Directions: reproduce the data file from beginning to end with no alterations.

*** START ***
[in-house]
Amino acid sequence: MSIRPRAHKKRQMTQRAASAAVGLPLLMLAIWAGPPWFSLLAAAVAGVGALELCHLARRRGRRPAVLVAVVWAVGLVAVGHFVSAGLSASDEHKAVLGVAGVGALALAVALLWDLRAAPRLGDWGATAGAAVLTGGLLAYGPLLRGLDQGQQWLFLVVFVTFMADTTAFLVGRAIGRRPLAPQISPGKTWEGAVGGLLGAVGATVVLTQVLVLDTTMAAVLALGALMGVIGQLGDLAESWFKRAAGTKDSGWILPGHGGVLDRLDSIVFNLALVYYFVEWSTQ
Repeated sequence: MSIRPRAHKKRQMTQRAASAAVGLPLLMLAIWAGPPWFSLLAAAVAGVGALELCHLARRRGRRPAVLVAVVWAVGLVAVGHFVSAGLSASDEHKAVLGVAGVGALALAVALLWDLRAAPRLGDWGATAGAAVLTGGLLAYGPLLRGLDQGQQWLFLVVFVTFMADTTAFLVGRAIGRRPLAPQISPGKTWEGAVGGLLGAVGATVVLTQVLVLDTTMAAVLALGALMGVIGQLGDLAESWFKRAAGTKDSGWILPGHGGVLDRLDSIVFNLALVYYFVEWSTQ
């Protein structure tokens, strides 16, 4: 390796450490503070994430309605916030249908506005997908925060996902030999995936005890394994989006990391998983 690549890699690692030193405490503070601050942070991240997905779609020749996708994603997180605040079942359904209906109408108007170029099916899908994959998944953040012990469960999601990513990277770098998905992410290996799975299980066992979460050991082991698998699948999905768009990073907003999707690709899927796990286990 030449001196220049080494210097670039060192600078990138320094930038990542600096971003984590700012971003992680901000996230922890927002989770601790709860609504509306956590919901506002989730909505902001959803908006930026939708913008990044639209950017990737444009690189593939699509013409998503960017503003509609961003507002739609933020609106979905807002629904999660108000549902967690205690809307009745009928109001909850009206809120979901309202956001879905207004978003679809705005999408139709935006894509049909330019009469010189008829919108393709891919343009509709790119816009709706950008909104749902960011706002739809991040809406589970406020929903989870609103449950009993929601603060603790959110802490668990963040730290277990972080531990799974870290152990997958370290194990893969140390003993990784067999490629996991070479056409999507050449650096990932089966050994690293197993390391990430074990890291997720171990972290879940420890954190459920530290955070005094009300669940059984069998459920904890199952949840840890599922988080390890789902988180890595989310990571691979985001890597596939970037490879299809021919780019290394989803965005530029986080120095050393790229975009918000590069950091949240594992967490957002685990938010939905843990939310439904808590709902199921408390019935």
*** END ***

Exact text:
[in-house]
Amino acid sequence: MSIRPRAHKKRQMTQRAASAAVGLPLLMLAIWAGPPWFSLLAAAVAGVGALELCHLARRRGRRPAVLVAVVWAVGLVAVGHFVSAGLSASDEHKAVLGVAGVGALALAVALLWDLRAAPRLGDWGATAGAAVLTGGLLAYGPLLRGLDQGQQWLFLVVFVTFMADTTAFLVGRAIGRRPLAPQISPGKTWEGAVGGLLGAVGATVVLTQVLVLDTTMAAVLALGALMGVIGQLGDLAESWFKRAAGTKDSGWILPGHGGVLDRLDSIVFNLALVYYFVEWSTQ
Repeated sequence: MSIRPRAHKKRQMTQRAASAAVGLPLLMLAIWAGPPWFSLLAAAVAGVGALELCHLARRRGRRPAVLVAVVWAVGLVAVGHFVSAGLSASDEHKAVLGVAGVGALALAVALLWDLRAAPRLGDWGATAGAAVLTGGLLAYGPLLRGLDQGQQWLFLVVFVTFMADTTAFLVGRAIGRRPLAPQISPGKTWEGAVGGLLGAVGATVVLTQVLVLDTTMAAVLALGALMGVIGQLGDLAESWFKRAAGTKDSGWILPGHGGVLDRLDSIVFNLALVYYFVEWSTQ
């Protein structure tokens, strides 16, 4: 390796450490503070994430309605916030249908506005997908925060996902030999995936005890394994989006990391998983 690549890699690692030193405490503070601050942070991240997905779609020749996708994603997180605040079942359904209906109408108007170029099916899908994959998944953040012990469960999601990513990277770098998905992410290996799975299980066992979460050991082991698998699948999905768009990073907003999707690709899927796990286990 030449001196220049080494210097670039060192600078990138320094930038990542600096971003984590700012971003992680901000996230922890927002989770601790709860609504509306956590919901506002989730909505902001959803908006930026939708913008990044639209950017990737444009690189593939699509013409998503960017503003509609961003507002739609933020609106979905807002629904999660108000549902967690205690809307009745009928109001909850009206809120979901309202956001879905207004978003679809705005999408139709935006894509049909330019009469010189008829919108393709891919343009509709790119816009709706950008909104749902960011706002739809991040809406589970406020929903989870609103449950009993929601603060603790959110802490668990963040730290277990972080531990799974870290152990997958370290194990893969140390003993990784067999490629996991070479056409999507050449650096990932089966050994690293197993390391990430074990890291997720171990972290879940420890954190459920530290955070005094009300669940059984069998459920904890199952949840840890599922988080390890789902988180890595989310990571691979985001890597596939970037490879299809021919780019290394989803965005530029986080120095050393790229975009918000590069950091949240594992967490957002685990938010939905843990939310439904808590709902199921408390019935």